• MOMA curator Paola Antonelli presented “Broken Nature: Design Takes on Human Survival,” highlighting a range of international architecture and design projects that underscore the concept of restorative design. - photo by Gianluca Di Ioia, courtesy The World Around

The World Around Summit
Organized by Beatrice Galilee
Times Center, New York City
January 25

Imagine the world around you. What comes to mind? Might it be the space around the couch or desk from where you’re reading this? The trees and buildings surrounding your home or office? Or are you already on board a trip from the microscopic scale of the bacteria in your hands to that of the Milky Way galaxy, as in the film “Powers of Ten”? What role does architecture play in that world?   

Following this thread, British curator Beatrice Galilee organized a gathering of global voices to discuss the “now, near, and next of architecture” under the rubric “The World Around.” Inheriting the quick-fire presentation format of “A Year of Architecture in a Day,” which she hosted at The Met during her tenure as the museum’s associate curator of architecture and design, the re-christened event took place at the Times Center in New York on January 25. The buildings, films, publications, exhibitions, and installations presented on stage, all completed in 2019, promise to “reconfigure our relations to architecture … and propose ways of working and living that are full of promise and optimism.” That is, at least, what the handout says. “Thank God it is not going to be a whole day in the dark!” my neighbors in the audience observed. “What a surprise to find natural light and a view to the street inside an auditorium!” — referring to the venue’s layout, designed by Renzo Piano. 

MoMA architecture and design curator Paola Antonelli shot the starting pistol. “When things break,” she argued, “they’re never the same again.” Her last exhibition, “Broken Nature,” explores what architects and designers could do to remake the world. Sparing us from the growing shopping list of dreadful catastrophes we’re getting used to seeing in the news, she recited the full catalog of ships that participated at her armada in Milan: Birdsongs, fatbergs, cyborg landscapes, robot baristas, lithopias, plastiglomerates, siphonophore manifestos, and octopi interacting with long-extinct shells set the tone for a conference that was only beginning. Following Antonelli’s litany, artist Michael Wang brought us back to Manhattan with his installation “Extinct in New York.” His show, a catalog of flora and fauna known historically from the natural environments of the city, is presented in a space not dissimilar to an intensive care unit. The natural environment Henry Hudson had encountered while searching for the Northwest Passage to the Orient no longer exists outside a museum. What is nature, then, if it cannot thrive without human scaffolding?

Australian designer and environmentalist Julia Watson suggested looking at non-industrialized cultures for answers. From the sawah tambak aquafarming system that cultivates both rice and fish in East Java to the waru waru raised terraces and canals that increase soil fertility at Lake Titicaca, Watson discovers techniques and philosophies from all around the world that help us “identify as one with nature.” There’s plenty to learn from Traditional Ecological Knowledge, or “Lo—TEK,” as Watson has branded her research. But beware: Adopting the knowledge of indigenous communities without engaging in their struggles for survival borders on cultural appropriation. Not irrelevantly, the namesake book, recently launched by big print-run publisher TASCHEN, is already a top bestseller in the categories “individual architects” and “sustainability and green design.”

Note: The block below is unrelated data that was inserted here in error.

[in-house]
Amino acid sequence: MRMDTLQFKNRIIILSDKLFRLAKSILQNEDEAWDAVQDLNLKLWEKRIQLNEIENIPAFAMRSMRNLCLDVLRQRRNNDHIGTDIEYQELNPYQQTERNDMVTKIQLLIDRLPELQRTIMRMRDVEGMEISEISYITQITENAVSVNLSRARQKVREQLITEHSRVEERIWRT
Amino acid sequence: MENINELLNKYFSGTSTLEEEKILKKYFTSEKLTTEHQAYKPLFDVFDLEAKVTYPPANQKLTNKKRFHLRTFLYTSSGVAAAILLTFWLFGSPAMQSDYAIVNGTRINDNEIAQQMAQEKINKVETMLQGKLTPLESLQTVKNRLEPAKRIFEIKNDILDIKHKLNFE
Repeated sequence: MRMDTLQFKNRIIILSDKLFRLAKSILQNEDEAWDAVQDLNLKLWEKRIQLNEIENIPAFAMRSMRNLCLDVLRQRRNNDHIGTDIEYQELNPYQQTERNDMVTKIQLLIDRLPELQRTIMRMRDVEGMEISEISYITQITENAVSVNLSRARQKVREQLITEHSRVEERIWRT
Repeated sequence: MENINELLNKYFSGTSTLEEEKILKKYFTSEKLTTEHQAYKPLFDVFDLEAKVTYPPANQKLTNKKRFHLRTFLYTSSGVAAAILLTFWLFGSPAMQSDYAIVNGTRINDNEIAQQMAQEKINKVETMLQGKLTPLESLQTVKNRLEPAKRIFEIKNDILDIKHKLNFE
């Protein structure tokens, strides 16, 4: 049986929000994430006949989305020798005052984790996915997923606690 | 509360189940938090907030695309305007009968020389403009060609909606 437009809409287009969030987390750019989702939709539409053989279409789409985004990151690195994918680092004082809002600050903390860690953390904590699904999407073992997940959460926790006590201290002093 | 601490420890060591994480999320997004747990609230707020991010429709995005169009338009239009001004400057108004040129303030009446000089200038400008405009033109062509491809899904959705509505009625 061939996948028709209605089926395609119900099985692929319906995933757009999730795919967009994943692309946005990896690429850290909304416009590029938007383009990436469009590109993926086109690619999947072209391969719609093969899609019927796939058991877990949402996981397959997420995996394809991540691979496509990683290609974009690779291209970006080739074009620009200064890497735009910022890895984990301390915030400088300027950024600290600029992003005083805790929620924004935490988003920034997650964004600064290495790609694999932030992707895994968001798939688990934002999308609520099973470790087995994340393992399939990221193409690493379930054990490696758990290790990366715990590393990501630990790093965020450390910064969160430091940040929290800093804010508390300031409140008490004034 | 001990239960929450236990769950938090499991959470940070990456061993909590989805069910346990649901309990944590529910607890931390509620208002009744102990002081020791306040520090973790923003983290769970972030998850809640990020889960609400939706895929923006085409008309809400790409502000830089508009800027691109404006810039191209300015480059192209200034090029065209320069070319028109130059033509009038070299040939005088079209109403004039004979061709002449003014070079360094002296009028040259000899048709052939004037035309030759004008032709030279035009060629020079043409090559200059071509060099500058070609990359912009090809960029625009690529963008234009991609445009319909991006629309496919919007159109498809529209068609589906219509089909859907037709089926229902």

From Watson’s antipodes, Bruce Mau vilified those who think the times were better in the past. In his opinion, we should be designing Eden instead. “If we are in trouble, it is because we succeeded,” and, quoting Hans Rosling, he continued: “We failed where we failed to design.” Unfortunately, Mau failed to give any illustrative example on stage of his own harvest, though his new book, whose cover arrived just in time for the presentation, was announced as available for pre-order from Amazon. The World Around started to smell like a book fair. 

Activist and journalist Caroline Criado-Perez doubted the power of design as long as it is done solely by men. While apologizing for her PowerPoint presentation, which did not match the aesthetic refinement of the previous speaker, she gave several examples of how design typically benefits males more than females. In a car crash, women are 47 percent more likely to get badly injured, and 17 percent more prone to be killed. More women die of heart attacks than men, since an emergency Google search for symptoms or first aid will prioritize results for males. So much for the promise of design. 

On the other hand, the idea that nature is broken and needs to be fixed “is a colonial one,” believes video-game developer David OReilly. What needs to be fixed instead is our failure of attention. For this purpose, OReilly has created “Everything,” an interactive documentary, creative sandbox, nature simulation, and video game where playing the role of God will help you identify with nature and pay more attention to the limits of your perception. You will definitely find there is no such thing as harmony in the environment when you look through the eyes of an ant. 

Despite the view over the commotion around the Port Authority Bus Terminal beyond the stage, courtyard, and lobby of the New York Times tower (Renzo Piano definitely must have read Jane Jacobs), the audience was bereft of new stimuli to keep awake after a long session of talks. Smart scheduling finally took us for a ride through 20,000 satellite images over the U.S.-Mexico border, assembled by Josh Begley in his film, “Best of Luck with the Wall.” Afterwards, with borders still in mind and Brexit Day around the corner, Eva Franch i Gilabert pattered about her mission as the new dean of London’s Architectural Association School of Architecture, “home to students and staff from 81 different nationalities bringing with them a whole world of their own.” Building on that great cultural resource, she presented “Architecture in Translation,” a project that will study the use of different languages in the production of architecture. Alas, the institutional tone sounded as mechanical as a ballerina music box designed by Oskar Schlemmer — a reminder that successful choreography can actually prevent you from being identified by artificial intelligence-equipped CCTV cameras, as we learned later in Liam Young’s film “Where the City Can’t See.” Unfortunately, though, you will not go unnoticed by human beings following guidance from the Ministry of Silly Walks.